Literary Mama writing about the many faces of motherhood
A Conversation with Nayomi Munaweera

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Nayomi Munaweera's debut novel, Island of a Thousand Mirrors, was published in South Asia in 2012 and in the United States in 2014. The book, longlisted for the Man Asian Literary Prize, went on to win the 2013 Commonwealth Book Prize for Asia. The novel follows three generations of Sinhalese and Tamil families—the two opposing groups in the civil war that raged in Sri Lanka from 1983 to 2009—and examines the fates of families who stayed in Sri Lanka as well as those who left during the war.

Born in Sri Lanka, Munaweera moved with her family to Nigeria when she was three years old and resettled in Pasadena, California, eight years later. She pursued an academic career and had nearly finished a doctorate program when she dropped out to write the novel. Munaweera supported herself by teaching and tutoring for the five years it took to write the book.

Freelance writer Marianne Lonsdale first met Munaweera in 2011 at the Community of Writers at Squaw Valley. They reconnected at Marianne's home in Oakland, California, to conduct this interview. They talked about why Munaweera writes, how she creates her novels, and about the reaction in South Asia to her first novel.

Marianne Lonsdale: How did the story of Island of a Thousand Mirrors come to you?

Nayomi Munaweera: Ideas that led to the story percolated inside me for years. The war always obsessed me; the conflict was the backdrop to my life. I'm Sinhalese and my family left Sri Lanka. But I have cousins who stayed and supported the war while I spent my teen years in Pasadena, California. I felt guilty sometimes. I'd ponder what my life would have been like if I'd stayed.

Across the hills from Pasadena is a community of Tamils, considered enemies by my Sinhalese family. When I was 16 years old, I fell in love with a Tamil boy, and I'm still close with his family. Those relationships provided me access to what life on the other side of the war looked like.

I'm an avid reader but could not find fiction that expressed my experiences. I needed to create the story of those who stayed and those who left.

ML: In the first chapter, the reader learns much about the values and history of one family through a dramatic birth scene, and the theme of maternal ambition surfaces. During my first read, your writing and the story captured me. When I read your book for a second time, I was amazed by how much information and stage setting is packed into those opening pages.

NM: I wanted to show the importance of mothers in South Asian culture early in the story. To show what these mothers are willing to do to ensure that their children succeed. The reader glimpses key conflicts in that first chapter: class differences that include a hierarchy of skin color, the influence of years of British rule, the beauty and danger of the ocean. The mothers are the key to the children navigating this complex world. The depth of that maternal love cannot be understated; they will do anything for their children. These matriarchs are crucial to my novel.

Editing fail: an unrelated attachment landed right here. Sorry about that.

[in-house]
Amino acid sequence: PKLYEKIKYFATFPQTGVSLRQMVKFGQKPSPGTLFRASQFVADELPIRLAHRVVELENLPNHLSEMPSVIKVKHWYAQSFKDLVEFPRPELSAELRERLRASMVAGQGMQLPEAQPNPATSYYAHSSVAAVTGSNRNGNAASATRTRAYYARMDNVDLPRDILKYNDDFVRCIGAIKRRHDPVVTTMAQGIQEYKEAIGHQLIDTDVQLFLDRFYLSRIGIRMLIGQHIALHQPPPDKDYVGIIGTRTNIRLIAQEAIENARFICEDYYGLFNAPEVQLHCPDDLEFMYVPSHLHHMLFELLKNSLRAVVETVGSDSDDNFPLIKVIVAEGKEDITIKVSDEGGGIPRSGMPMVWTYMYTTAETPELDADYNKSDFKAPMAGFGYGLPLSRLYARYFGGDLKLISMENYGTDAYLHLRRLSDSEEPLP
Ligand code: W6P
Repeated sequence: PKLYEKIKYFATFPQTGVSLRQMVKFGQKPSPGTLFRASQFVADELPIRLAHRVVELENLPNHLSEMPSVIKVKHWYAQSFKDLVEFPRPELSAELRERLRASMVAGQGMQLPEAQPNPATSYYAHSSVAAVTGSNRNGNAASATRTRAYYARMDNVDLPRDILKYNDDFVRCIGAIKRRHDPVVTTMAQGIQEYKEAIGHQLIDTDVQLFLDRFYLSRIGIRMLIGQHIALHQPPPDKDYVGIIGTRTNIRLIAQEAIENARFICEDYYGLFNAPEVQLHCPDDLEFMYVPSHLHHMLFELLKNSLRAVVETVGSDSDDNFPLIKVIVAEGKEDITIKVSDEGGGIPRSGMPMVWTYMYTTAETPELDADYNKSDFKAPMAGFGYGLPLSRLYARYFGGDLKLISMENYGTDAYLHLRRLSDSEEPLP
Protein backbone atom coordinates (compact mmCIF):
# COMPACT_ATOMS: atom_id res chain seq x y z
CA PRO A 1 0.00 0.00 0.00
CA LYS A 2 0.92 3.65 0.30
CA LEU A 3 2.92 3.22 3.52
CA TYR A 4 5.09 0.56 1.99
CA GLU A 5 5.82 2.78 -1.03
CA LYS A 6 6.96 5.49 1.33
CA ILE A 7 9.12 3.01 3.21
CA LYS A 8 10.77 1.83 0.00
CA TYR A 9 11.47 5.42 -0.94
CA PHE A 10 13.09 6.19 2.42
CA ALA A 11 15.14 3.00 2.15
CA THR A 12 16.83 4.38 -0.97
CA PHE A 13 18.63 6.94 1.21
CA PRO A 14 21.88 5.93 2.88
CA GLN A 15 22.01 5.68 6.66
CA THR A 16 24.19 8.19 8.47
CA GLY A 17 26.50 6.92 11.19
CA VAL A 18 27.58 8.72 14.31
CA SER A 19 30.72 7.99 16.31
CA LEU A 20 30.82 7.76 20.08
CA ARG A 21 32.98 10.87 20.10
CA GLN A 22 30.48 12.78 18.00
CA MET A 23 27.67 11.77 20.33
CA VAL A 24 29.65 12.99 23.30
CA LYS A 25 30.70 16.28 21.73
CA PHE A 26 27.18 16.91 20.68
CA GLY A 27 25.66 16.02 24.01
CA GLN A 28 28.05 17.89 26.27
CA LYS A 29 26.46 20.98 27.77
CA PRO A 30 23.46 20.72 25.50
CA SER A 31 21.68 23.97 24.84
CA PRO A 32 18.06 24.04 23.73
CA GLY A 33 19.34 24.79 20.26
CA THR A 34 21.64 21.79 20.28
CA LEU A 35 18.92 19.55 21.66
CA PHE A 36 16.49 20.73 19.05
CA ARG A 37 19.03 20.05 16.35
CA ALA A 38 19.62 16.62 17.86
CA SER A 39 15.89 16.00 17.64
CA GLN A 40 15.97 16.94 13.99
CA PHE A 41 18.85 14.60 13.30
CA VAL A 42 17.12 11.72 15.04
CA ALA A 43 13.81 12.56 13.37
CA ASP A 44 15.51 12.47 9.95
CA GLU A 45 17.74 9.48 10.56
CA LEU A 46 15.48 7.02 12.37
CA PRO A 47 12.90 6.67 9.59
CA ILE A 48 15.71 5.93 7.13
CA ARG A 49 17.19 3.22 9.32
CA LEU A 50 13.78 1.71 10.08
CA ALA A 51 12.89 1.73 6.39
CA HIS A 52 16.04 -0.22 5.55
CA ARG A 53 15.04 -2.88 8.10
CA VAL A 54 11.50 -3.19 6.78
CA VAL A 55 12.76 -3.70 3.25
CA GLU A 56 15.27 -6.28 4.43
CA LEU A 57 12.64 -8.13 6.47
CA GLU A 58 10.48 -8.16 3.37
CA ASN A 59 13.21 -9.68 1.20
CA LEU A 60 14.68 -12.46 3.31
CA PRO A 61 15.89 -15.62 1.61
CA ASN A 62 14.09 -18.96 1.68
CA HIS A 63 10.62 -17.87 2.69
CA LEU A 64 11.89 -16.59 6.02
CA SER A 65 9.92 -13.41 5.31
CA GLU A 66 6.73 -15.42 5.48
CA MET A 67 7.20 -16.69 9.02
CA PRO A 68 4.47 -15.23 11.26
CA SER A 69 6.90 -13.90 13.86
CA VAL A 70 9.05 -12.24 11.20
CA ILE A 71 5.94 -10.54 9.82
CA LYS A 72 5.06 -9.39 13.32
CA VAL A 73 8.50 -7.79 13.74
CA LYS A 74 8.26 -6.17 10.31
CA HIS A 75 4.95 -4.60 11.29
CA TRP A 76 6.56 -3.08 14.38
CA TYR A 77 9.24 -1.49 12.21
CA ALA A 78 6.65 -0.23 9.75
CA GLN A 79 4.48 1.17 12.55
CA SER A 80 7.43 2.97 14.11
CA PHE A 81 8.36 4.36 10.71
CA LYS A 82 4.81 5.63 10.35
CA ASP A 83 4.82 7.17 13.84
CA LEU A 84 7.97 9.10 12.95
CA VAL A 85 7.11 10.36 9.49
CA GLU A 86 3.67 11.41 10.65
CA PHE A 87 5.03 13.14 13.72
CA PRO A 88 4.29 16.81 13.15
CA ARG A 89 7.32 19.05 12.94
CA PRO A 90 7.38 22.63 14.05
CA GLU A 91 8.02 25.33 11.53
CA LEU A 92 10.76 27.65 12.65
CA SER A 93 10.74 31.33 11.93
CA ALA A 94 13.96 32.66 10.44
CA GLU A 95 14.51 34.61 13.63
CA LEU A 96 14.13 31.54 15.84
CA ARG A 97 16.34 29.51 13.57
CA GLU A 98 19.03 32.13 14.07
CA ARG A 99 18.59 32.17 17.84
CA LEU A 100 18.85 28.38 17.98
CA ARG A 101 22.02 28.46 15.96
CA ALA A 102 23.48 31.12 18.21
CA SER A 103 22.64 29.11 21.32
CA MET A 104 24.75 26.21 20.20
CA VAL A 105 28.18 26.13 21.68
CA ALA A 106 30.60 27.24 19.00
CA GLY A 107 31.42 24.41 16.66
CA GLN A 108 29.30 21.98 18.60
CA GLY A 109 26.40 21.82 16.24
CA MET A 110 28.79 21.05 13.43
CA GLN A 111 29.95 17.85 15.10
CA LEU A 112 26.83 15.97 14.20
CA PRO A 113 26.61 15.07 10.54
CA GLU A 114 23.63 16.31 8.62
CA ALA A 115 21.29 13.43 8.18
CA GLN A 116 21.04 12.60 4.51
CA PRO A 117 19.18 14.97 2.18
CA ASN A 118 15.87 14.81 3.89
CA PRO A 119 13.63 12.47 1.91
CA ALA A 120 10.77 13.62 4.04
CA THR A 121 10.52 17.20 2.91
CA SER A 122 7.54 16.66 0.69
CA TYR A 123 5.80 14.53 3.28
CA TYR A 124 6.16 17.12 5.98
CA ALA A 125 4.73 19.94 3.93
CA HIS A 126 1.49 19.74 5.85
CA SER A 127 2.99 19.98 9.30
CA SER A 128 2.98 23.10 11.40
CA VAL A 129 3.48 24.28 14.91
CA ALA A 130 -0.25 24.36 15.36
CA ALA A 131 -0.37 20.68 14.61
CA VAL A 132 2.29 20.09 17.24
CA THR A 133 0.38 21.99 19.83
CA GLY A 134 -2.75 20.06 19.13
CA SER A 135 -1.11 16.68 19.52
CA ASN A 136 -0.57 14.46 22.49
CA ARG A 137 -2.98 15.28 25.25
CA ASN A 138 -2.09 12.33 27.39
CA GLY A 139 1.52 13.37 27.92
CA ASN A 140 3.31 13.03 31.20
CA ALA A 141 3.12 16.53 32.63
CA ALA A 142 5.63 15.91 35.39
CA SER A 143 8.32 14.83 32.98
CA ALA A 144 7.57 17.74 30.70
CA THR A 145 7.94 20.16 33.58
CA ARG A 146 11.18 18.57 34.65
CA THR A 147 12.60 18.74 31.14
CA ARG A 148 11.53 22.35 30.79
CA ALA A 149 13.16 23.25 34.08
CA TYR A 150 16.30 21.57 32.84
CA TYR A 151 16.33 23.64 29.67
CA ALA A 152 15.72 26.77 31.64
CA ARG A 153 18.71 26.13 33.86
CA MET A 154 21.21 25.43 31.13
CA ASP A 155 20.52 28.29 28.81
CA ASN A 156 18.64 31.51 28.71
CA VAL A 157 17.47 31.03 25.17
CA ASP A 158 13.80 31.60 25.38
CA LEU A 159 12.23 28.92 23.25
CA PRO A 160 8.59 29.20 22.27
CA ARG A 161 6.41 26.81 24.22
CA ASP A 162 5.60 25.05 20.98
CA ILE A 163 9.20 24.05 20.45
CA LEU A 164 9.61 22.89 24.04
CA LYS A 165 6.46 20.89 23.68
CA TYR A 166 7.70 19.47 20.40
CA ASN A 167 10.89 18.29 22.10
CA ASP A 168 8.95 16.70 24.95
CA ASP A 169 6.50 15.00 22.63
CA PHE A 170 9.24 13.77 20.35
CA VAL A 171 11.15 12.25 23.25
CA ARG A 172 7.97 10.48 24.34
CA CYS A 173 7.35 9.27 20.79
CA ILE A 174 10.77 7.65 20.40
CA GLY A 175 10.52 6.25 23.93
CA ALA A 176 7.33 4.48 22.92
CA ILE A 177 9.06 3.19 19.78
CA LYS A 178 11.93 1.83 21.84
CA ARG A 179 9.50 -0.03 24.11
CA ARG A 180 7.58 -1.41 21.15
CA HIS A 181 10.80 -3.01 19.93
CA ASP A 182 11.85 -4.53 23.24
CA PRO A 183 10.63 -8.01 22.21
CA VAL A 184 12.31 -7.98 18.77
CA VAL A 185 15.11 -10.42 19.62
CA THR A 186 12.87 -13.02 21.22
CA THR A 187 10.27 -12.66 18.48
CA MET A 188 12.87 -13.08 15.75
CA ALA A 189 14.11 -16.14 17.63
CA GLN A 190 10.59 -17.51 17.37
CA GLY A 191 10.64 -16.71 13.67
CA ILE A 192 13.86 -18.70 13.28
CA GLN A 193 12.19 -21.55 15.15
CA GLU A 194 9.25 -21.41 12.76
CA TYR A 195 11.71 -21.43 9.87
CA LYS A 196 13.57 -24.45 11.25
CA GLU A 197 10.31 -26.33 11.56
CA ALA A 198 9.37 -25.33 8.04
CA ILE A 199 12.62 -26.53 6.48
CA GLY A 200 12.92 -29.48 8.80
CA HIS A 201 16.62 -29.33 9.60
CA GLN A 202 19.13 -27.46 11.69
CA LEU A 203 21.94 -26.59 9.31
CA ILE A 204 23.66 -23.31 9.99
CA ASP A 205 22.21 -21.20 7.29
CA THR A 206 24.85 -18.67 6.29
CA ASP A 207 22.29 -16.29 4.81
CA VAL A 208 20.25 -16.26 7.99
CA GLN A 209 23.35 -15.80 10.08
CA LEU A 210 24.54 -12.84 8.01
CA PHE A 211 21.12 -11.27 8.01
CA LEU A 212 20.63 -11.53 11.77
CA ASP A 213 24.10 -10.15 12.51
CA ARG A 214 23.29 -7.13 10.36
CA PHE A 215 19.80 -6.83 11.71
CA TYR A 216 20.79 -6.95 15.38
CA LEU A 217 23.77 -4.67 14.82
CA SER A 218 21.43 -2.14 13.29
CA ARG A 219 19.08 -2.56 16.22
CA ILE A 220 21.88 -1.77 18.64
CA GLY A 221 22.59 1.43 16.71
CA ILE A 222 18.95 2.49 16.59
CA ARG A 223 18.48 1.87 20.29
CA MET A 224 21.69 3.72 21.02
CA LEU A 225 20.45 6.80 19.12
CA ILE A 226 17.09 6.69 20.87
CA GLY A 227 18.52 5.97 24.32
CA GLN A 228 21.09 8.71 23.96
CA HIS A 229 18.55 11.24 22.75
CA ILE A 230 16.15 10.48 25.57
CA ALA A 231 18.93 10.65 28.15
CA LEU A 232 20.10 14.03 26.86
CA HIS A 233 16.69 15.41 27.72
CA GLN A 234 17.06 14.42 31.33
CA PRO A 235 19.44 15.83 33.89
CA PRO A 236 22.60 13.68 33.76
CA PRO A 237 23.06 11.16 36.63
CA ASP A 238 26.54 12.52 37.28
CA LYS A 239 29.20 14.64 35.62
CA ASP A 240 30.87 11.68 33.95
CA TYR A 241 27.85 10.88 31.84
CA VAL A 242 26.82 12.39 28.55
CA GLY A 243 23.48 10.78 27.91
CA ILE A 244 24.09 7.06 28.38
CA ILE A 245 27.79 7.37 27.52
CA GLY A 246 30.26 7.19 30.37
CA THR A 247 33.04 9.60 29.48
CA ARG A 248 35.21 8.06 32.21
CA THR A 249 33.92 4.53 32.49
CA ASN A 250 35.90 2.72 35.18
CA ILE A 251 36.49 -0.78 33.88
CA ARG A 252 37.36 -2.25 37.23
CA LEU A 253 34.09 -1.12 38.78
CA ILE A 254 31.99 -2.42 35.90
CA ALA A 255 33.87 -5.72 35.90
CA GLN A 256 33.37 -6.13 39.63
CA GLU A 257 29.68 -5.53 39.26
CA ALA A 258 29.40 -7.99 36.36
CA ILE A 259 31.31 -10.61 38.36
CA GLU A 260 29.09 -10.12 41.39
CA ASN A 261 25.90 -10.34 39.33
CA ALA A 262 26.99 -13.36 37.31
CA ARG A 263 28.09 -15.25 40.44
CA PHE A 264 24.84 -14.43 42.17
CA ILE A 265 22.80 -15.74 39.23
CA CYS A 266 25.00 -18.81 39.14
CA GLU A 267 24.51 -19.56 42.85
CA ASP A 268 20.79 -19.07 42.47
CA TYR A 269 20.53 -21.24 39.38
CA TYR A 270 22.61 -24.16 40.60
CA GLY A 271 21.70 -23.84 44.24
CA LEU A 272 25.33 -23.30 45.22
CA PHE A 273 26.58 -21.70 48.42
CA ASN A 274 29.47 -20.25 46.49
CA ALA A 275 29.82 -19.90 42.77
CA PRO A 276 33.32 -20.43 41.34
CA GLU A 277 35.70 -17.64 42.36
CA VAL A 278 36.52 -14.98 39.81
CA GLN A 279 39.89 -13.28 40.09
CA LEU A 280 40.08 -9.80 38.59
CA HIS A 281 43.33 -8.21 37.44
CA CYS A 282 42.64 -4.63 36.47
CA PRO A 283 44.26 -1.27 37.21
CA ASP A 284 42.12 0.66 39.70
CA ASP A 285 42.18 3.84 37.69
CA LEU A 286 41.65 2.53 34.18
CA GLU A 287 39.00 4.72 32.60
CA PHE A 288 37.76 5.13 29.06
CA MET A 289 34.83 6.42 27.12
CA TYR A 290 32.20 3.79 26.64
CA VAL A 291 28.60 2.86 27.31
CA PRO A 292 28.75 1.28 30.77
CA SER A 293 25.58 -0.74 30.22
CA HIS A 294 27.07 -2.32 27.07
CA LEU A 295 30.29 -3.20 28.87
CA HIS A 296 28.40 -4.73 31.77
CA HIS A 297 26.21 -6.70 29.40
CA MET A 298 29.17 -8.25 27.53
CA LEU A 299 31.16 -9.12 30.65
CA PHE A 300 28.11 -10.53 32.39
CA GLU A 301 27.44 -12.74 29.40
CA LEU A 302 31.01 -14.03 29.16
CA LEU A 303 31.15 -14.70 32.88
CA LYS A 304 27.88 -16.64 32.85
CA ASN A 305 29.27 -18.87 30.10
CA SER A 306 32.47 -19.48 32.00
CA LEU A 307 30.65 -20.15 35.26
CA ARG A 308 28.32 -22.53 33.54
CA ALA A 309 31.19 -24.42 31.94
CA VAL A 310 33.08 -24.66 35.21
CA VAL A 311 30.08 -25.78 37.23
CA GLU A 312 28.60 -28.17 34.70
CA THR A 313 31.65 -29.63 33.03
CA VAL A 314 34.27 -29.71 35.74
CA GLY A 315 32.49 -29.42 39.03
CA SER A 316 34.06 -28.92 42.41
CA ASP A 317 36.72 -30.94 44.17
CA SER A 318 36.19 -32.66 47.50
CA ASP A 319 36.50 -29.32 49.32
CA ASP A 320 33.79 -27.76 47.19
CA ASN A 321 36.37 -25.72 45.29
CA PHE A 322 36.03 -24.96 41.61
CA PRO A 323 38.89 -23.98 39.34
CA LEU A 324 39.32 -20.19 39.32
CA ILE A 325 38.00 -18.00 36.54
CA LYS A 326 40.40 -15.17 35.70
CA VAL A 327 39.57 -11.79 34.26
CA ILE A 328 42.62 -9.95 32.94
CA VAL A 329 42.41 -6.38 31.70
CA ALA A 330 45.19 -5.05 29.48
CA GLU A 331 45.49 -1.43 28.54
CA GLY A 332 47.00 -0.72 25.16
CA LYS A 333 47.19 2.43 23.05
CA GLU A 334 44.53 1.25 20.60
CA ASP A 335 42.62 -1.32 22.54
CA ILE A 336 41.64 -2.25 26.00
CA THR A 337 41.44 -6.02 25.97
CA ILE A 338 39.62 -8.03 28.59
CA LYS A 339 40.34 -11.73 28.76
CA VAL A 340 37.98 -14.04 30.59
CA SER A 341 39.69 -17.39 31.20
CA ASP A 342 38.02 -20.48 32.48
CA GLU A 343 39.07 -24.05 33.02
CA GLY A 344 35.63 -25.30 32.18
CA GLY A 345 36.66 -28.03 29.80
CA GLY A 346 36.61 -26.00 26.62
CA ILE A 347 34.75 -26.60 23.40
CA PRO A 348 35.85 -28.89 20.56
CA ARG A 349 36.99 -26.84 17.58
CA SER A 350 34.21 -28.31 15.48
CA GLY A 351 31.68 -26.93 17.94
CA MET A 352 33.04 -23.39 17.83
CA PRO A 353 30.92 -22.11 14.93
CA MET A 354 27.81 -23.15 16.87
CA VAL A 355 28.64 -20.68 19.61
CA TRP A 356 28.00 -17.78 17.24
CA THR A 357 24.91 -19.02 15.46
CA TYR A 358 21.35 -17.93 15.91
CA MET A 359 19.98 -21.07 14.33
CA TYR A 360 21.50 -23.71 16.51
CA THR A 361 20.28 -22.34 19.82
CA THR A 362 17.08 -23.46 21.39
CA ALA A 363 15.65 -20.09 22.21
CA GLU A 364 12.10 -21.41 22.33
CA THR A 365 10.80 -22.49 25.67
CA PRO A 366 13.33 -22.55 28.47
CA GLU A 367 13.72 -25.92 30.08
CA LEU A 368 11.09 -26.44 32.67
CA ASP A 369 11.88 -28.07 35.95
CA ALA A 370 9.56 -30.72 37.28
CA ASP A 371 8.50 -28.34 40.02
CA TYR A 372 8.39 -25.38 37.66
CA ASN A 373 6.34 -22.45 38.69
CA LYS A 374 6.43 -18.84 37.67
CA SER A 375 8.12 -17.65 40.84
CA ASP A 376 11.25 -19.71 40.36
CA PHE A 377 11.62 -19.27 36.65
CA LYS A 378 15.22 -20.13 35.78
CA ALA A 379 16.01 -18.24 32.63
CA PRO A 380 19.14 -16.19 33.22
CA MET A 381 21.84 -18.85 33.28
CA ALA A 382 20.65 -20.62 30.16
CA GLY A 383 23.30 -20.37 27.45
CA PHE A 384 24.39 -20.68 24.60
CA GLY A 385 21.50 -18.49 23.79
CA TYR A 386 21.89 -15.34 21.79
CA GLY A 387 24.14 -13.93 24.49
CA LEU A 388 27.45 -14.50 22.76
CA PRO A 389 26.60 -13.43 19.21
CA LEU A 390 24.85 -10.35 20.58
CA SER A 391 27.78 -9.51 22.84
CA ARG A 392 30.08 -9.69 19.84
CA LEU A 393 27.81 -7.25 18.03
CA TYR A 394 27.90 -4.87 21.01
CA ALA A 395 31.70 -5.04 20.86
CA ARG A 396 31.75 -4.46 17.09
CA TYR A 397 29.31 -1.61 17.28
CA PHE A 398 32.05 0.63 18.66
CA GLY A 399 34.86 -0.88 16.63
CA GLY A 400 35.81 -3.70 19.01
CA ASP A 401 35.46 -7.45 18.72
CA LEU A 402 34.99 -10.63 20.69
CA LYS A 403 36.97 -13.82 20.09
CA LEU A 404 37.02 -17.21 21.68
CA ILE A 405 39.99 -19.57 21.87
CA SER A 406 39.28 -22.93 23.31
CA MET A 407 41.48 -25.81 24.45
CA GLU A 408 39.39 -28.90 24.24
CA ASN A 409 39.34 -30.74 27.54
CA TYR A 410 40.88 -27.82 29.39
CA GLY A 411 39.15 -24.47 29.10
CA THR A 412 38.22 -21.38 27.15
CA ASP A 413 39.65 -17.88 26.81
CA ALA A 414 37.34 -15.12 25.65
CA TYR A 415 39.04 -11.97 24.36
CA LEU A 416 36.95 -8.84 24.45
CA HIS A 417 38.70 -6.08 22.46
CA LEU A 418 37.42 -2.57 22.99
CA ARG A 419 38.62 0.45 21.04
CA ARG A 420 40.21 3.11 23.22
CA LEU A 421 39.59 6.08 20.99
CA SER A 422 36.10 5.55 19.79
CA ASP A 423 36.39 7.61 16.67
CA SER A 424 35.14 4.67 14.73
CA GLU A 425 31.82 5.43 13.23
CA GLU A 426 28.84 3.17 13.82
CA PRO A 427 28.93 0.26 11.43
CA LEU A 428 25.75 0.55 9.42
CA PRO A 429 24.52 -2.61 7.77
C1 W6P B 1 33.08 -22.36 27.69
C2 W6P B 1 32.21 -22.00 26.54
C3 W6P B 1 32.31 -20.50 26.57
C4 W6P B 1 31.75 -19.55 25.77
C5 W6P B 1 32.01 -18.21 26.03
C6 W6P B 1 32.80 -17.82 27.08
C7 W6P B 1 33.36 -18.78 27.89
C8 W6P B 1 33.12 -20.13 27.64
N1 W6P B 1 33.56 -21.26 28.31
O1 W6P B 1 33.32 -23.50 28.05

ML: Your lyrical language and the beautiful rhythm of your writing add tension and despair to scenes depicting atrocious acts, such as the rape of young girls by soldiers invading their homes. I was close to tears reading those pages.

NM: Rape was used as a weapon of war, but in Sri Lanka almost no one acknowledges that rape even occurred during the war. Rape is viewed as the fault of the woman. It was important to me that I depict these girls as victims. Some of my writing is based on first-person interviews that I recorded of those who lived through the civil war, but I could not find anyone willing to discuss being raped. Denial on this topic is so strong in Sri Lanka as well as in the immigrant communities in the United States.

ML: One of the female characters in the book is groomed to be a suicide bomber. This scenario was a huge hook for me. Following a young woman considering this action kept me turning the page.

NM: I was consumed with how a girl could grow up and become a suicide bomber. What would drive a woman to do that? My character's identity develops over the course of the story as a reaction to her deep family ties, the violence inflicted on them, and a thirst for justice. I wanted to create a fictional account that layered in the emotional content in a way that history books cannot.

ML: Can you talk about your publishing journey? How did you come to be published first in South Asia and later in the United States?

NM: I finished Island of a Thousand Mirrors in 2007, and signed with an American agent, but the book did not sell. In 2009, the civil war in Sri Lanka ended, which prompted me to rewrite the conclusion of my book. But I was still unable to sell it, so I went on to start my second novel.

In 2011, a dear friend from my childhood in Nigeria found me on Facebook. She had contacts with a publishing house in Sri Lanka—Perera Hussein Publishing House. These publishers, a married couple who worked out of their garage, took on my book and printed 1,000 copies. They worked hard promoting my book and submitting it for awards.

Also in 2011, I met agent Peter Steinberg at the Community of Writers at Squaw Valley. He liked my book but did not think it would sell to American readers. I went back to him in 2012 after my success in South Asia. He took the novel on, and the book sold quickly.

ML: This is your first novel and the recognition has been significant. How does it feel to be published by St. Martin's Press—a major publisher—and to be reviewed in the New York Times? What has the experience been like for you?